His father abruptly leaned closer. ‘Butter does that?’ he demanded in a stunned voice.

  ‘No. Farseers do that,’ Per choked, and then he lifted his voice to shout, ‘Amber! Come here!’

  I could not be bothered with any of them. This was fascinating. It was like using a small brush or cut plume to put the colour exactly where I wanted it on a paint
ing. With inks, I could make the bee or the flower precisely as it was supposed to be. With my fingers, I could draw the healthy flesh back over the burned parts. No. That wasn’t exactly it. Starting at the healthy flesh was a good idea, but the clean skin was a spreading thing, like green plants growing over scorched earth. I pushed the debris of dead skin out of the way.

  ‘Bee, stop that! Boy-O needs to rest and to eat. Later, perhaps, you can do more. Bee, can you hear me? Per, I dare not touch her! You must do it. Lift her under her arms and draw her away from Boy-O.’

  The next thing I knew I sat by the fire, blinking. Per was standing over me, a peculiar look on his face. ‘I’m so hungry and tired,’ I told him.

  A smile quirked one corner of his mouth. ‘I imagine you are. Well, we have bread, and butter. And some fish.’ My nose told me of chicken spitted over our fire. The others had been as successful in their scavenging. They had a cask of something and were breaking a hole in the top of it. I suddenly smelled beer.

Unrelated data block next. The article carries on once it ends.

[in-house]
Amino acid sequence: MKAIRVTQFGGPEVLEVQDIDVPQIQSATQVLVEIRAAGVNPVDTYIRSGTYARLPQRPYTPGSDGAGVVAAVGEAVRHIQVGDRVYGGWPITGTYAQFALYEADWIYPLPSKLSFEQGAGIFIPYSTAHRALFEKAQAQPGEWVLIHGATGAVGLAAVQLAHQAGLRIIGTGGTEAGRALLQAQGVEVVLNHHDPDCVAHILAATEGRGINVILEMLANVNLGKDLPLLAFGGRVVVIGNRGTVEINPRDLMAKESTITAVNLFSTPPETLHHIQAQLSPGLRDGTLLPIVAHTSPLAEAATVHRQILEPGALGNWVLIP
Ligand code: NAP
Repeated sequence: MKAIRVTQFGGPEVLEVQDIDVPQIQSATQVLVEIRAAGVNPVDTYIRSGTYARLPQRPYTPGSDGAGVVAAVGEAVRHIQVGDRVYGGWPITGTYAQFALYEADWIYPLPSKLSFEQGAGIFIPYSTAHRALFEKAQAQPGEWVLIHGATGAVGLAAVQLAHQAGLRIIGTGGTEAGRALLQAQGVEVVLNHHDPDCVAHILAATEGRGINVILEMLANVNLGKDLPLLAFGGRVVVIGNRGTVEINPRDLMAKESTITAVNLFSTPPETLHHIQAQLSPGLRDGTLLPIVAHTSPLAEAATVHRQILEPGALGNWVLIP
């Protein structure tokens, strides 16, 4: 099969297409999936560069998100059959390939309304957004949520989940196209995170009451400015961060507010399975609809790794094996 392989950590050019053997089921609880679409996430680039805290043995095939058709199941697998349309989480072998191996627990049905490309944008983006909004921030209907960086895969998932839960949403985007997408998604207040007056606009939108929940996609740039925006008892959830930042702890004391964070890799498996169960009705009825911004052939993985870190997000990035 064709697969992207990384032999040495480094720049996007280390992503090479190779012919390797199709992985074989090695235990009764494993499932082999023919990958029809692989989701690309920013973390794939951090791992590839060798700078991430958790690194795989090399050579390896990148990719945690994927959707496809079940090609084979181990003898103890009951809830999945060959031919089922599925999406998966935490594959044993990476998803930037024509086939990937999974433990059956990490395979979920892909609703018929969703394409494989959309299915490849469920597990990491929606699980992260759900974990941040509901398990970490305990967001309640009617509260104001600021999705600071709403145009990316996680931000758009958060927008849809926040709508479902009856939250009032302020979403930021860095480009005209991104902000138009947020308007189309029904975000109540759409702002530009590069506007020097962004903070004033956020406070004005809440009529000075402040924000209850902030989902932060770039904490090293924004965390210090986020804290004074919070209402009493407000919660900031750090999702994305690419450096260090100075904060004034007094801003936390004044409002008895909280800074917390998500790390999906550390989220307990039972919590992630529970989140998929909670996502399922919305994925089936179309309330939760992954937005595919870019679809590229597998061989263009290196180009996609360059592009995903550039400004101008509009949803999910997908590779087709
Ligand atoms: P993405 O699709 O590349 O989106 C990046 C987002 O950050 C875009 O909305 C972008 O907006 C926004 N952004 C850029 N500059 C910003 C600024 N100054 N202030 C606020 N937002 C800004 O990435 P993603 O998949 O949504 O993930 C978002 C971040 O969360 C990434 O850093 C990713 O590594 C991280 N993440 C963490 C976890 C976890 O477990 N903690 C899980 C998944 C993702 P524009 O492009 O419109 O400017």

I stood up unsteadily and looked over toward Boy-O. His father was smiling at me, but his cheeks were wet with tears. All doubt of me was cleared from his face. Beloved knelt by the lad. I had not healed his entire face, but he could close both his eyes now and his mouth was intact.

  ‘He’s wakeful enough that you should get him to eat. It draws strength from the injured person when a Farseer heals someone.’ Beloved gave me a worried look. ‘It wearies the Farseer as well.’

  A louder voice cut through his words. ‘Ah, I see that you have recovered the lost child! And if my ears do not deceive me, she is indeed her father’s daughter.’

  I startled, for the stranger had come up on us quietly. He was like no one I had ever seen, like a creature from a tale. He was tall and thin, gleaming scarlet, and dressed in bright garb. I stared at him. ‘Rapskal,’ Beloved said under his breath.

  Then Per had handed me a torn slab of bread, the cut end of it dabbled in the butter. I bit off such a large bite that I got butter on both my cheeks. I didn’t care. I chewed as I stared at the red lizard-man. His clothing had lots of leather straps and buckles. Things were clipped to him, a water-skin and other gear I didn’t recognize. He reminded me of a festival puppeteer, but Beloved and Per seemed daunted by him. He looked around at us, and then asked, ‘And where is FitzChivalry? And Kennitsson. I promised he would fly with us, to take our vengeance. Tomorrow, we scour the hills for any who escaped us! He will enjoy that hunt.’

  ‘Neither survived,’ Beloved said in a tight voice.

  ‘Oh, dear, I do hope it was not the dragons! My apologies if it was. They are very focused when angered.’

  Beloved looked stunned at the man’s casual apology. ‘No, both died before the dragons came,’ he said in a subdued voice.

  ‘Oh, well, that’s good then. I would have hated it to have been the dragons. Very sorry to hear it, of course, and that the prince of the Pirate Isles is dead. He seemed quite taken with Heeby and she enjoyed his compliments. I ran into some of your fellows a